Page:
One out of every 10 Americans is an ex-Catholic. If they were a separate denomination, they would be the third-largest denomination in the United States, after Catholics and Baptists. One of three people who were raised Catholic no longer identifies as Catholic.
So observes Father Thomas Reese, summarizing new Pew Research Center data in an essay for the National Catholic Reporter. And to his credit, Reese dives into the data to honestly identify the root causes of the exodus: “Contrary to what conservatives say, ex-Catholics are not flocking to the evangelicals because they think the Catholic church is politically too liberal. They are leaving to get spiritual nourishment from worship services and the Bible.”
Because Omaha is a very Catholic city, and because many of Coram Deo’s members come from a Catholic heritage, I wanted to link to Reese’s essay for the benefit of all. Reese is writing as a Roman Catholic, identifying a problem within his tradition and attempting to propose a solution. Those who read his observations with a “gospel filter” will discern that the issue really comes down to the gospel. Here are a few of the most interesting excerpts:
The Catholic church has failed to deliver what people consider fundamental products of religion: spiritual sustenance and a good worship service… Dissatisfaction with how the church deals with spiritual needs and worship services dwarfs any disagreements over specific doctrines.
The people becoming Protestants [are not] lazy or lax Christians. In fact, they attend worship services at a higher rate than those who remain Catholic… As believers and as worshipers, Catholics who become Protestants are statistically better Christians than those who stay Catholic. We are losing the best, not the worst.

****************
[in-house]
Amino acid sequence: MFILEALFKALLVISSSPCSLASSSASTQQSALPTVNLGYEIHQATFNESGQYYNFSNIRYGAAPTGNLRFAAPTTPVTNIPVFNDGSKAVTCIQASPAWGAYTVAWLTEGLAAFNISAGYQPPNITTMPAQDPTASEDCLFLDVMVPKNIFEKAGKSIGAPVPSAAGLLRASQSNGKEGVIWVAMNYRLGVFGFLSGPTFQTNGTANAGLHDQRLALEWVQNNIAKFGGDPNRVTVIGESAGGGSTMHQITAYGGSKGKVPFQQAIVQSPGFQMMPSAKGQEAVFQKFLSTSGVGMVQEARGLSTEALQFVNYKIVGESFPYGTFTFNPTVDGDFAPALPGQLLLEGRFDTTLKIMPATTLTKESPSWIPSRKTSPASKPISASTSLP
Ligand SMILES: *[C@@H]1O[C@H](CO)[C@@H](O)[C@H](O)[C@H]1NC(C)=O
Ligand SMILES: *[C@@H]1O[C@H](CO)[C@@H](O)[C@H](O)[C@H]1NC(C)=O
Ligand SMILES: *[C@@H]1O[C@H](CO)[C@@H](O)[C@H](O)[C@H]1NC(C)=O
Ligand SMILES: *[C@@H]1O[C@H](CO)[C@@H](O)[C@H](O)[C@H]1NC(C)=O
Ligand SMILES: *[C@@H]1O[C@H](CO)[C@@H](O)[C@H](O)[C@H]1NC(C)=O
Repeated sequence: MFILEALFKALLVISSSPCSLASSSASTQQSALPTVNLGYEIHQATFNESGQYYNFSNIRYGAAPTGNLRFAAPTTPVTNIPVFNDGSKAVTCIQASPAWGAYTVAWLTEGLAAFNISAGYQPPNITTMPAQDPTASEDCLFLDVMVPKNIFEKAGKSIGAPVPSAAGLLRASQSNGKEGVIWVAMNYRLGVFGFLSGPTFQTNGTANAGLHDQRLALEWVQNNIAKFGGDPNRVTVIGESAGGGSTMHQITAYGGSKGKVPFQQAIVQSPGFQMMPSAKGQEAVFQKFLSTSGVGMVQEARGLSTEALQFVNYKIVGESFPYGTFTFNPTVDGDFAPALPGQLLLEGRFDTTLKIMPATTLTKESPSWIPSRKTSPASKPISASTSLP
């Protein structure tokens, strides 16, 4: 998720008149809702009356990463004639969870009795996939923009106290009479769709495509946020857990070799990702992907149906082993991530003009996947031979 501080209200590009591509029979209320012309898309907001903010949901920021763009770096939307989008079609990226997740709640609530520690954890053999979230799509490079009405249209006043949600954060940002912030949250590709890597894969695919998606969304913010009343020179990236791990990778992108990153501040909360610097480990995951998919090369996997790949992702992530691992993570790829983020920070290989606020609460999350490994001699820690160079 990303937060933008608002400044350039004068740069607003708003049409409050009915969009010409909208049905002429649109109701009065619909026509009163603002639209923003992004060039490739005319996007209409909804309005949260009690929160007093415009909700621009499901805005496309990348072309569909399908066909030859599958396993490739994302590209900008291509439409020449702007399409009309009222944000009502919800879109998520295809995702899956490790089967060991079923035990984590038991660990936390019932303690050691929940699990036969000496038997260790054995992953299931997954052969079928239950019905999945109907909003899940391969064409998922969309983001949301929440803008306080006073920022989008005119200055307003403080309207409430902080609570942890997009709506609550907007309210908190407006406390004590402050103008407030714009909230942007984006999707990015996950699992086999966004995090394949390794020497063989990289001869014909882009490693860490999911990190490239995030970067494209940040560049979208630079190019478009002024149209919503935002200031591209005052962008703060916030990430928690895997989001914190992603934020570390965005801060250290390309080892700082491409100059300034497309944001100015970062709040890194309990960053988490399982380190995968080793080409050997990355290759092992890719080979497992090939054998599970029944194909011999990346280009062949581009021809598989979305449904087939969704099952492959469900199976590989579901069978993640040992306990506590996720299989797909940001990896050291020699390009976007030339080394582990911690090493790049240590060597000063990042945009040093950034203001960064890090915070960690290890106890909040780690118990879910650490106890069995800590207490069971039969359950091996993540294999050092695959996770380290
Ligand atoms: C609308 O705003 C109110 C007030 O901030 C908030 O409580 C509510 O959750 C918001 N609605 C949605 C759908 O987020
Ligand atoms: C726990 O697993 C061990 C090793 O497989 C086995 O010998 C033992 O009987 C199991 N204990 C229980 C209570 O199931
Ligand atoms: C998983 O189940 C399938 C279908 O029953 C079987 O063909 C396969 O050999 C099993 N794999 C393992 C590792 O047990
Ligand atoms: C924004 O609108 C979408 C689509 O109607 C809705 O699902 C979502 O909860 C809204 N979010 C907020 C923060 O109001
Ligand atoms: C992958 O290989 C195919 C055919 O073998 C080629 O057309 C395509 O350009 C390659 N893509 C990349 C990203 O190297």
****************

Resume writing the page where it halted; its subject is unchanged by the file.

Almost two-thirds of former Catholics who join a Protestant church join an evangelical church… compared to those who became mainline Protestants, a higher percentage of those becoming evangelicals said they left because their spiritual needs were not being met (78 percent versus 57 percent) and that they had stopped believing in Catholic teaching (62 percent versus 20 percent). They also cited the church’s teaching on the Bible (55 percent versus 16 percent) more frequently as a reason for leaving. Forty-six percent of these new evangelicals felt the Catholic church did not view the Bible literally enough. Thus, for those leaving to become evangelicals, spiritual sustenance, worship services and the Bible were key.
That Catholics are leaving to join evangelical churches because of the church teaching on the Bible is a disgrace… Few Catholics read the Bible. The [Catholic] church needs a massive Bible education program. The church needs to acknowledge that understanding the Bible is more important than memorizing the catechism. If we could get Catholics to read the Sunday scripture readings each week before they come to Mass, it would be revolutionary. If you do not read and pray the scriptures, you are not an adult Christian. Catholics who become evangelicals understand this.